During the last week of September every year, libraries, bookstores, and blogs around the country draw attention to the problem of censorship by mounting displays of banned books and hosting a variety of events. This blog is participating by taking part in the Banned Books Week Giveaway Hop, Sept. 24-Oct. 1.
Books are challenged or banned for a wide variety of reasons, and challenged or banned books include children's books, popular books and series, and treasured classics. The reasons may be language, sexual content, or ideas that are perceived as challenging political or moral values held by those challenging the book. Challenges can come from any direction; the desire to protect people, especially children, from "harmful" material is not the property of one political, religious, or social viewpoint.
I believe very strongly that the right to read what we choose is vital to a free, democratic, and resilient society. The most effective answer to unconstructive, unhelpful speech is more speech--not censorship. Parents have the right and the duty to guide their children's choices of reading material, but they have to do that by talking to their children, teaching them their values, and supervising them in age-appropriate ways. No parent has the right, merely because they are parents, to control the choices available to other people's children, and especially not adults, by deciding what the school or local library is and is not allowed to carry.
When I was growing up, my Mom and Dad never restricted my reading. (At least, not in any obvious way; I assume that when I was very young some things were just kept out of my sight.) What they did do was teach me their values, and talk to me about any book that I read. We talked about books, ideas, the moral choices of the characters in novels.
I grew up with the understanding that the fact that something's in a book doesn't make it true or right, and that I could disagree with someone without needing to shut them down. I knew there were books I didn't want to read at the library, and that they were there because other people did want to read them--and that you couldn't change people's minds just by taking their books away from them.
Banning "dangerous" books doesn't protect our society; it threatens the very foundations of it.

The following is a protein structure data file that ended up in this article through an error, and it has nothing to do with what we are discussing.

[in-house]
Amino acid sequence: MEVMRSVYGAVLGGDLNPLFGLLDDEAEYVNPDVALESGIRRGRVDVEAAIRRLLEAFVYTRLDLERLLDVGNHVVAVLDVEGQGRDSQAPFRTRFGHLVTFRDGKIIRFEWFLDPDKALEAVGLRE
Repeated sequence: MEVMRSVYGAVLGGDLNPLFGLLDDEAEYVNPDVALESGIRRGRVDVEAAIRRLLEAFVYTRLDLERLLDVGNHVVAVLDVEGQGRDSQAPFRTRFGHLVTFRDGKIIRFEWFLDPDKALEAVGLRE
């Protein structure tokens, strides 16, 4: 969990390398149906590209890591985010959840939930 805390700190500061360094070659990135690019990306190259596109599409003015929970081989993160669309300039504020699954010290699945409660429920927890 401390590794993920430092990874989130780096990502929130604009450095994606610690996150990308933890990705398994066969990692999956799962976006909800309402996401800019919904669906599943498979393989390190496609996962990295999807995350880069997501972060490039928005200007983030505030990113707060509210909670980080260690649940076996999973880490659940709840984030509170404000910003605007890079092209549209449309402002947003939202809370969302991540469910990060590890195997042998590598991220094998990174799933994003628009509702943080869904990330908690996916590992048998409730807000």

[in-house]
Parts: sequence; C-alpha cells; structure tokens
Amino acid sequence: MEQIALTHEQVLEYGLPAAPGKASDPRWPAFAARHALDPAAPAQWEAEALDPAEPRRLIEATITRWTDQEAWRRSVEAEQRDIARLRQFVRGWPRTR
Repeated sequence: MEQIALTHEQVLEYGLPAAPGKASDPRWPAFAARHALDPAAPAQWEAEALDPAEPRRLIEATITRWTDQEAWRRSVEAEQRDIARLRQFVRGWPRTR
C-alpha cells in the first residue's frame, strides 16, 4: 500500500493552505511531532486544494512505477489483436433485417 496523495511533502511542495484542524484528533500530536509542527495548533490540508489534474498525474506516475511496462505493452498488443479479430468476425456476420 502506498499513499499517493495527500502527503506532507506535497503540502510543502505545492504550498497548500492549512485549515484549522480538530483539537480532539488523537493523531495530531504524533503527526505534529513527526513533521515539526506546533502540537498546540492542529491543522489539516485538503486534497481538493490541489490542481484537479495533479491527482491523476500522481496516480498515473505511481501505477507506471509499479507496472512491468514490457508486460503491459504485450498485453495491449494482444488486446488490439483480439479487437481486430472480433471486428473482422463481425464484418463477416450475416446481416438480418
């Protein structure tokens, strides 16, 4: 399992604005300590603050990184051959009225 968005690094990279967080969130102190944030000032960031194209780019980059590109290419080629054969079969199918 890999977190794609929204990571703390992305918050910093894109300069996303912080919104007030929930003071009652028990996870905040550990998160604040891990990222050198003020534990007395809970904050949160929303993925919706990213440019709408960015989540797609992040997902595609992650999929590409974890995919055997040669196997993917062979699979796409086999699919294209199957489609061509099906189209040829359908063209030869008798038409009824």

Teach your children, and then trust them. Don't be afraid of different ideas.
One frequently challenged American classic is Adventures of Huckleberry Finn, by Mark Twain (Samuel Clemons.) The reasons for challenging it are various. It uses the "n-word" to refer to African-Americans of the pre-Civil War period. Huck Finn makes an important choice in the course of the book, in which he defies the law and the moral injunctions of his elders, and is shown as being right to do so. America of the pre-Civil War period is portrayed as being less than perfect--a long way less than perfect.
The story of Huckleberry Finn is simple; in fact, the Author's Note at the beginning threatens dire consequences for anyone claiming to identify a plot in the book. Huck, having come into money in an earlier book, The Adventures of Tom Sawyer, has been placed in the custody of the Widow Douglas, who is attempting to civilize him. He appreciates her efforts, but feels confined. The alternative, living with his abusive father, is even worse. Huck runs away, heads down the Mississippi River--and meets up with the Widow Douglas' slave, Jim, who has also run away. They raft down the Mississippi together, with Huck getting an education about people, relations between black and white, and injustice. In the end they are back in the fictional town of St. Petersburg, MO, with Jim recaptured and set to be sold. Huck has a difficult choice to make.
This is not a grim book; it is lively and entertaining, and filled with adventures that any young or young-at-heart reader will enjoy. Huck learns a lot, though, and grows as a human being. This is an important book; it's also a fun one.
Purchase it: Huckleberry Finn is easily available from a wide variety of sources, including nearly all bookstores, Amazon.com, and BarnesandNoble.com, in hardcover, paperback, and ebook form, and at a wide range of prices, depending on how fancy an edition you want. I've linked to a mid-range priced paperback edition available at Amazon.com. You can click on the cover image to go to Amazon and buy it, or look for another edition.
Win it: I am giving away one copy of Adventures of Huckleberry Finn, an older paperback edition, not the edition I have linked to. This is my own copy, purchased years ago, and was not donated by anyone. The winner will be chosen using Random.org.
Mandatory entry: You must be (or become) a GFC follower. Leave a comment telling me about a "banned book" that you've read, or your experience with a book being banned or challenged in your school or local library.
Optional extra entries:
1. Follow me on Twitter; tell me your Twitter name.
2. Tweet about this giveaway, and post the URL of the tweet here. (You find the URL of your tweet by clicking on the timestamp for it.) Include a link to this post.
3. Post about this giveaway on Facebook, and post the URL of your post here. (Again, you find it by clicking on the timestamp.)
You can post all entries in a single comment, or in multiple comments. Be sure to include your email so I can reach you if you win.
Enjoy reading books, banned or not!
Disclaimer: I am giving away my own copy of Adventures of Huckleberry Finn, and have received no gifts or compensation from anyone for this giveaway.